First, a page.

Three scenarios, each with different pathways of nitrogen-cycling, illustrate how both the absolute and relative abundances of diatomaceous plant biomass produced in an estuary affect denitrification and, ultimately, eutrophication and water quality.
Reactive nitrogen dissolved in estuarine waters occurs principally in two species—ammonia (NH3) and oxidised nitrogen (NOx), which are jointly known as DIN (dissolved inorganic nitrogen, shown in blue in figure 3). Silicon exists as a single-species silicate (yellow). Silicon, nitrogen and phosphorus (not shown) combine (figure 3a) during the photosynthetic process to form diatoms, which sink to the sediments, degrade and liberate silicate back into the overlying waters to participate in further rounds of plant growth.
Nitrogen is released to the water in the sediment as ammonia and oxidised (nitrification) to produce nitrate and nitrite, which are subsequently reduced during denitrification to produce nitrogen gas (in figure 3a, the bold blue line illustrates this pathway). Low loads of nitrogen and abundant silicate favour diatom biomass, which sinks to the sediment and, when combined with an active benthos ventilating the sediments with oxygen, promotes efficient nitrification and denitrification and eventual nitrogen removal. Diatom production and sinking are mechanisms to remove nitrogen from estuaries via efficient denitrification, helping to alleviate eutrophication and maintain ‘good’ water quality.
Two scenarios result in eutrophic conditions and ‘poor’ water quality. The bold nitrogen pathways highlighted in blue (figure 3b) involve diatom production, but in this scenario the rate of diatom biomass production is high, driven by comparatively higher inputs of nitrogen than in the first scenario. The cycling of silicate (yellow) is the same, but the cycling of nitrogen is significantly different.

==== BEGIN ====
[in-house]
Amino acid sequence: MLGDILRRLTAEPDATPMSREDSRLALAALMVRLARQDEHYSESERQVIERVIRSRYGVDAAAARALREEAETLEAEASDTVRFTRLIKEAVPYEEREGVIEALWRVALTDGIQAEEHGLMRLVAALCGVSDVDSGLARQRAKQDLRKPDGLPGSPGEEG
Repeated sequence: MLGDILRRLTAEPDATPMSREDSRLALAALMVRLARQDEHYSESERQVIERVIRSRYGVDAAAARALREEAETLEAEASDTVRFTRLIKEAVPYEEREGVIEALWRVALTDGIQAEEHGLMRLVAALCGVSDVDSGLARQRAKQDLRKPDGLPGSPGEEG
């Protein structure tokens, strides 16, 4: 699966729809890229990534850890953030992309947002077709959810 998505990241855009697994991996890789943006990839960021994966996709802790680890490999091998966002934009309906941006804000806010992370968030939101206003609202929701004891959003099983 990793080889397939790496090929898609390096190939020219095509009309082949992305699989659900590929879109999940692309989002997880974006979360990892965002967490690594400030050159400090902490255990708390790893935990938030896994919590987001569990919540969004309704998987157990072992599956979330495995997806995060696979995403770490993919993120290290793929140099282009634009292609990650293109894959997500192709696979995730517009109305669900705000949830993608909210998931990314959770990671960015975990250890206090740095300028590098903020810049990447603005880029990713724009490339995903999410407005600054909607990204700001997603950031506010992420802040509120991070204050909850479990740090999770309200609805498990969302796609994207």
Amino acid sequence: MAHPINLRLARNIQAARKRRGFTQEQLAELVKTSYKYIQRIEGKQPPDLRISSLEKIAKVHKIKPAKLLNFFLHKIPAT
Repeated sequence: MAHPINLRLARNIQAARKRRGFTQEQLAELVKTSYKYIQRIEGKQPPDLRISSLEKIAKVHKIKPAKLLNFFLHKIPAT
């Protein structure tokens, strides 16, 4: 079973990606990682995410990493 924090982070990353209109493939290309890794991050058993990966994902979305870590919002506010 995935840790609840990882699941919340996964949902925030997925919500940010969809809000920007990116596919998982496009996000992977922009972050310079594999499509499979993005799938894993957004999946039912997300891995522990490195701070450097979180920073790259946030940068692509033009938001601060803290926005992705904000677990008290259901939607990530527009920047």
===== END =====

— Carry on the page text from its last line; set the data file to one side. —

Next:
Diatoms transport nitrogen to the sediments, but high loads of nitrogen cause the nitrification and denitrification reactions to be inefficient. Nitrogen is then released into overlying waters principally as ammonia, which fuels further plant growth. Nitrogen is recycled internally in this pathway rather than being removed from the estuary, exacerbating eutrophication and probably eventually resulting in significant ecological changes, such as an abundance of macroalgae, macrophytes (figure 4) and/or nuisance phytoplankton and bacteria.
The third scenario (figure 3c) involves preferential assimilation of nitrogen into nonsiliceous phytoplankton, macroalgae and macrophytes. Silicate is limiting in this scenario because of comparative nitrogen enrichment, and diatom production is not favoured during photosynthesis. Nonsiliceous phytoplankton do not contain a silicate frustule (siliceous cell wall) and do not rapidly or always sink, so they do not transport nitrogen effectively to sites of nitrification and denitrification in the interfacial sediments. Instead, nutrients are released directly from the plants into the water column overnight, as part of the respiration cycle.
These plants therefore act simply as ‘sponges’, soaking up nutrients from various sources during daylight and releasing them into the water column at night. In this way, little nitrogen from the catchment gets to the sediments where it can be denitrified. This pathway (shown in bold) is also one through which nitrogen is recycled internally; it results in the retention of nitrogen in estuaries, exacerbating eutrophication and possibly leading to further shifts in local ecology.
For more information phone David Heggie on +61 2 6249 9589 (email firstname.lastname@example.org)